What is giant cell arteritis?
Giant cell arteritis (GCA), also known as “temporal arteritis” or “cranial arteritis”, is a form of vasculitis affecting medium and large sized blood vessels, especially those of the aorta and arteries going from the aorta to the arms, legs and the head. GCA most frequently affects the arteries in the head, leading to narrowing and sometimes to complete blockage of the blood vessel. This results in the surrounding tissues being deprived of an adequate blood supply. When GCA involves the arteries that supply blood to the eyes, blindness in one or both eyes may develop suddenly. Along with visual changes, the most common symptoms in GCA include headaches, pain in the jaw or tongue muscles when eating or talking, tenderness of the scalp, fevers, and arthritis, particularly pain and stiffness of the shoulders and hips. This pain and stiffness of the shoulders and hips is called polymyalgia rheumatica. Polymyalgia rheumatica can occur without giant cell arteritis.
Who gets giant cell arteritis?
Although still a relatively rare disease, GCA is one of the most common types of vasculitis. GCA only affects people older than 50 years of age and especially those older than 65. Women are somewhat more likely to get the disease than men.
What causes giant cell arteritis?
The cause of GCA is unknown.
How is giant cell arteritis diagnosed?
The diagnosis of GCA depends on both clinical signs and symptoms and a combination of laboratory tests and tissue biopsy. At the time of diagnosis, most patients (90%) with GCA have an elevated erythrocyte sedimentation rate (ESR or “sed rate”), a non-specific blood marker of inflammation, and many patients have anemia. Biopsy of the temporal artery, located above and front of the ear, is a simple and relatively safe procedure that does not usually require staying in a hospital, is the most reliable method of diagnosing GCA. Some patients with negative biopsies can still have the disease.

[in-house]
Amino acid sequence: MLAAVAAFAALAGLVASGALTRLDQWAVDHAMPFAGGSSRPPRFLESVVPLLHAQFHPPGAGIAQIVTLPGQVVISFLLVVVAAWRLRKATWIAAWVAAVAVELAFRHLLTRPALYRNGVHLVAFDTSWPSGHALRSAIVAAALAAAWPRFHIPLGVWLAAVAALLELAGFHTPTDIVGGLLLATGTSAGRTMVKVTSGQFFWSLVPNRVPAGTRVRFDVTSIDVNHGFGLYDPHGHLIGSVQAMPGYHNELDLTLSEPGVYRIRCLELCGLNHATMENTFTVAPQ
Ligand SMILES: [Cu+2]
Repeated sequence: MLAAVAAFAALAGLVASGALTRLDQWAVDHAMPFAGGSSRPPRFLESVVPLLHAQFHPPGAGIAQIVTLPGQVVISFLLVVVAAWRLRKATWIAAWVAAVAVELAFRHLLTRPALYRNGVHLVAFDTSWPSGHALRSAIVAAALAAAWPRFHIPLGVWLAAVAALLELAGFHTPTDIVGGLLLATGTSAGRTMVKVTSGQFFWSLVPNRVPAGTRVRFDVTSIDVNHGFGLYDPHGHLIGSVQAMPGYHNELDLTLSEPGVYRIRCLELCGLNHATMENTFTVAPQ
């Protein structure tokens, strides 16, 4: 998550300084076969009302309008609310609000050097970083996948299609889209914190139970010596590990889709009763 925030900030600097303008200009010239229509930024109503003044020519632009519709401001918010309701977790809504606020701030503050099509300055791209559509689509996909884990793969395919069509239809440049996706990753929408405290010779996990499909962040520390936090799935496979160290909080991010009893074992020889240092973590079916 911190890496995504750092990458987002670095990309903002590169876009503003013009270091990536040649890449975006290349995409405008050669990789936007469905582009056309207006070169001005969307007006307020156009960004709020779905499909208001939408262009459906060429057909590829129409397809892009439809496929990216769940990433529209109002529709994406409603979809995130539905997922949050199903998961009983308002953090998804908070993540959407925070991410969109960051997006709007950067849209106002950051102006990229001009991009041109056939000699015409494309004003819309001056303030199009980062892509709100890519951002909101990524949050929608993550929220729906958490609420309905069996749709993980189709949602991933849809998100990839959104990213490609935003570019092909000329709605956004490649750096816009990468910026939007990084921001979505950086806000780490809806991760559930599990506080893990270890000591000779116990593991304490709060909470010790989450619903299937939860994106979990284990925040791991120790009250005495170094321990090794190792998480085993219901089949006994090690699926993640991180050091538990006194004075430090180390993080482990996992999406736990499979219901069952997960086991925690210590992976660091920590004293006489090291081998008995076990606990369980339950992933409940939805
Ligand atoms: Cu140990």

What is the treatment for giant cell arteritis?
Treatment with glucocorticoids should begin as soon as the diagnosis is assumed to be likely. Glucocorticoids are often started even before a biopsy is performed to help prevent blindness or other problems. Glucocorticoids are given in high doses for several months and then slowly reduced. Many experts also prescribe a low-dose aspirin each day for patients with GCA. There are no other drugs, including the chemotherapy and other drugs which affect the immune system which are clearly proven to be of benefit in the treatment of GCA. Polymyalgia rheumatica without GCA is treated with doses of glucocorticoids lower than those used for treating GCA. The average duration of treatment is between two and three years, but this varied considerably for individual patients.
What are the chances that my newly diagnosed vasculitis will relapse?
Reported relapse rates in giant cell arteritis have ranged from 50-90%.